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Sen. Schatz Co-Introduces Bipartisan Bill To Elevate Oceania In US Foreign Policy

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US Sen. Brian Schatz co-introduced the Honoring OCEANIA Act. Map Courtesy: Worcester Polytechnic Institute

US Senators Brian Schatz (D-HI) and Lisa Murkowski (R-AK) and US Representatives Ami Bera, M.D. (D-CA) and Don Young (R-K) introduced the Honoring Our Commitment to Elevate America’s Neighbor Islands and Allies Act, or Honoring OCEANIA Act.

The bipartisan bill would elevate all of Oceania in US foreign policymaking to help deliver a robust diplomatic and development commitment to support the long-term growth, governance and resilience needs of the region. 

Oceania is a geographic region that includes Australasia, Melanesia, Micronesia and Polynesia, and includes a population of more than 41 million.


“We have deep cultural, historical and familial ties to Oceania grounded in our shared commitment to democratic progress, protecting marine resources and combating the global climate crisis,” said Sen. Schatz, a member of the Senate Foreign Relations Committee. “Our bill firms up our foreign policy commitment to Oceania by ensuring that we are aligning all the tools of US diplomacy to strengthen people-to-people ties and support the economic needs and long-term resilience goals of our allies and partners in the region.” 

The Honoring OCEANIA Act would:

  • Require the secretary of State and the USAID administrator to include all independent least developed and developing countries of Oceania in existing strategic planning and multi-sector program evaluation processes so that the United States aligns its foreign assistance mission in Oceania to advance the needs of the region.
  • Require the CEO of the US International Development Finance Corporation to produce a strategy for increasing development finance assistance to Oceania countries wherever there is appropriate capacity to absorb private financing.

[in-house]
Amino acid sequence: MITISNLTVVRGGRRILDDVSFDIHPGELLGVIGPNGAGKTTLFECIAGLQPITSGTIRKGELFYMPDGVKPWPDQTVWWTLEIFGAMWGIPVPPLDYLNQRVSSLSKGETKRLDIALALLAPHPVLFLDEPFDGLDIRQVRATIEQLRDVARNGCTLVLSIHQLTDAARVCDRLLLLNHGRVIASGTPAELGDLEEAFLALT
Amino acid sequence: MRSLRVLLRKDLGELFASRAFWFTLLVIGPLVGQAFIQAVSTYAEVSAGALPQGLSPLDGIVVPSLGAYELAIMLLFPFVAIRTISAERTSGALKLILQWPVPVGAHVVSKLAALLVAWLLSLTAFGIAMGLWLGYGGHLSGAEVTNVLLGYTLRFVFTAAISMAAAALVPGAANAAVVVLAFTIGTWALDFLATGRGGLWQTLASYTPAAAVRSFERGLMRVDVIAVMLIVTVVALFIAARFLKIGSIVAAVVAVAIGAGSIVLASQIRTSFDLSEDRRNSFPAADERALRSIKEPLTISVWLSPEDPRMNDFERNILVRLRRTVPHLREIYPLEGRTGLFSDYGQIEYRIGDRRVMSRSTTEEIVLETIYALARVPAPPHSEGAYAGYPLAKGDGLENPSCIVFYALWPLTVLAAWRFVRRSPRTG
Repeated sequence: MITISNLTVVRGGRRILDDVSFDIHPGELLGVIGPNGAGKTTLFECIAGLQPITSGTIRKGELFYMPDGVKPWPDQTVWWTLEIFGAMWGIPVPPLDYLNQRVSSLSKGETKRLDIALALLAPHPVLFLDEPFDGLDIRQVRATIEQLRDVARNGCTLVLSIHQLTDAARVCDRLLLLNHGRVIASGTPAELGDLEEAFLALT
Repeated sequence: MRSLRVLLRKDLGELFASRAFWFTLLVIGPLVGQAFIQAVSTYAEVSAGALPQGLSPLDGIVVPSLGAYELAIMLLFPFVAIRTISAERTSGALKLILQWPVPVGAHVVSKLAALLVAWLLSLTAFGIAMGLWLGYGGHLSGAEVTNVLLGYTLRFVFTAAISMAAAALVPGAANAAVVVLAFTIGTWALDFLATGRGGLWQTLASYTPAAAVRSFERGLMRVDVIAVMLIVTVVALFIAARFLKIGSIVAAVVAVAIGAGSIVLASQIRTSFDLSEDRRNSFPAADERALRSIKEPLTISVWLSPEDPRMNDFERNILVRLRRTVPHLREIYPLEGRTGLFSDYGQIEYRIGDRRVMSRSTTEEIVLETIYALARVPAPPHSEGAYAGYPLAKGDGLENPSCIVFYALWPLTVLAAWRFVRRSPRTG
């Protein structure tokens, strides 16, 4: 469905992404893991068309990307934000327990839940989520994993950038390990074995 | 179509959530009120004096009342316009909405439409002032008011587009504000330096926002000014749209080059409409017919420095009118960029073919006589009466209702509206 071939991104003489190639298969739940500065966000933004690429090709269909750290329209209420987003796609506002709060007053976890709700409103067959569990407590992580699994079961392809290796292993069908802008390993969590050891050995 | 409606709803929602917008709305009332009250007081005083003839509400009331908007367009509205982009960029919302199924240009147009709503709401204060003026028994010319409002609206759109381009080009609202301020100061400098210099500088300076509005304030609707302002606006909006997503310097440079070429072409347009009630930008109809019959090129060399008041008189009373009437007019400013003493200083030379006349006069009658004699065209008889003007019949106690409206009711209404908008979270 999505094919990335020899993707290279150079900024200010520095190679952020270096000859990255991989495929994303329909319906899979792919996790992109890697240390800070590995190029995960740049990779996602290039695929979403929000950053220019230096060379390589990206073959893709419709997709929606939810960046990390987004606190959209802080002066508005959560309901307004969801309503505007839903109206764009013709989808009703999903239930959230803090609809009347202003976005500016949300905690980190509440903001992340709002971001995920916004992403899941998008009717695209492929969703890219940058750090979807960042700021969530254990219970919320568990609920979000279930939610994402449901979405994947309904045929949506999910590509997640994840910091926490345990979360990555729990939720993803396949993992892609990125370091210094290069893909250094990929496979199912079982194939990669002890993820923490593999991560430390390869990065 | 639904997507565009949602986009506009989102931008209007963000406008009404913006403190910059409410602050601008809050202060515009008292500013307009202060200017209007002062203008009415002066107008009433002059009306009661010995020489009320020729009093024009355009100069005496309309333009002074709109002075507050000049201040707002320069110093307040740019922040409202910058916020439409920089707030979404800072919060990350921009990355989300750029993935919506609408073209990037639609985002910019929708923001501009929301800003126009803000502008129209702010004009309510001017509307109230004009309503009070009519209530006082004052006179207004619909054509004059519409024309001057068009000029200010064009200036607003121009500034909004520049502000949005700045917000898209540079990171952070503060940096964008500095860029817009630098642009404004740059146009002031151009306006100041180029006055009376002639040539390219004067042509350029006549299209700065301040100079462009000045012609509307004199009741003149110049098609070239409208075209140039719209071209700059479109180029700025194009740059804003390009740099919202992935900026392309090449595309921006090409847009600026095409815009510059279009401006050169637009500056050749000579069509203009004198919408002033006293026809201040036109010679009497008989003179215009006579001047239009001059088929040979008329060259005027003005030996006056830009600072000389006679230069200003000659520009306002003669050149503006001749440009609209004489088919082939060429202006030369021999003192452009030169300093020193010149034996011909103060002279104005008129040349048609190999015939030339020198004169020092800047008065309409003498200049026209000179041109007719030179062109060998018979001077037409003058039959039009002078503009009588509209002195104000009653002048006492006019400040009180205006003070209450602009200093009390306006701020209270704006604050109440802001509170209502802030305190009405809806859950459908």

• Require the secretary of State to establish a program to strengthen the disaster risk reduction and resilience of Oceania countries that would build national first responder capacity and develop early-warning systems that can reach all communities vulnerable to natural and man-made disasters.
  • Elevate all of Oceania in US national security and economic policy decisions to ensure the United States is working with allies to address region issues, such as: maritime security; illegal, unreported and unregulated fishing; environmental protection; and disaster preparedness.
  • Require the secretary of State, in collaboration with other agencies, to develop a program to inform the needs assessments and planning of Oceania countries to protect critical infrastructure against climate threats and other hazards.
  • Require the secretaries of State and Health and Human Services to establish a program to provide funding and other expertise that will help build public health capacity and improve access to care and local health outcomes.
  • Establish an Oceania Restoration and Hazards Removal Program at the Department of State that would support the surveying, isolation and clearing of buried, abandoned and unexploded ordinances from WWII and submerged vessels that pose a risk to the marine environment.
  • Establish a program to provide technical and financial assistance to civil society organizations and governments to address corruption in Oceania.
  • Direct the secretaries of State, with other agency heads, to work together to use the Global Magnitsky Act to identify and sanction foreign individuals engaged in corrupt practices in Oceania that threaten economic and democratic progress.

“During my time as Chairman of the Senate Energy and Natural Resources Committee I was fortunate to travel throughout Oceania where I developed a greater understanding of the US-Oceania relationship — one that we often overlook and take for granted,” Sen. Murkowski said. “Rather than being a reliable ally and devoting resources to promote sustainability in the region, the United States has counted on other nations to fill the gaps. My experience working in the Arctic has taught me that it takes a commitment and dedication to account for people and places far from the US mainland.


“America’s current policies are not robust enough to support the complex and increasing security challenges in the Asia-Pacific region. We know the Chinese are eager to assert influence in this region, making it imperative for us to give this the attention it deserves. Among many provisions, the Honoring OCEANIA Act calls for a broader diplomatic and development commitment to Oceania and strengthens traditional maritime security programs developed by the US Navy and US Coast Guard. The bill also provides significant targeted assistance in areas such as disaster risk reduction, maritime security and other sustainable development goals.”


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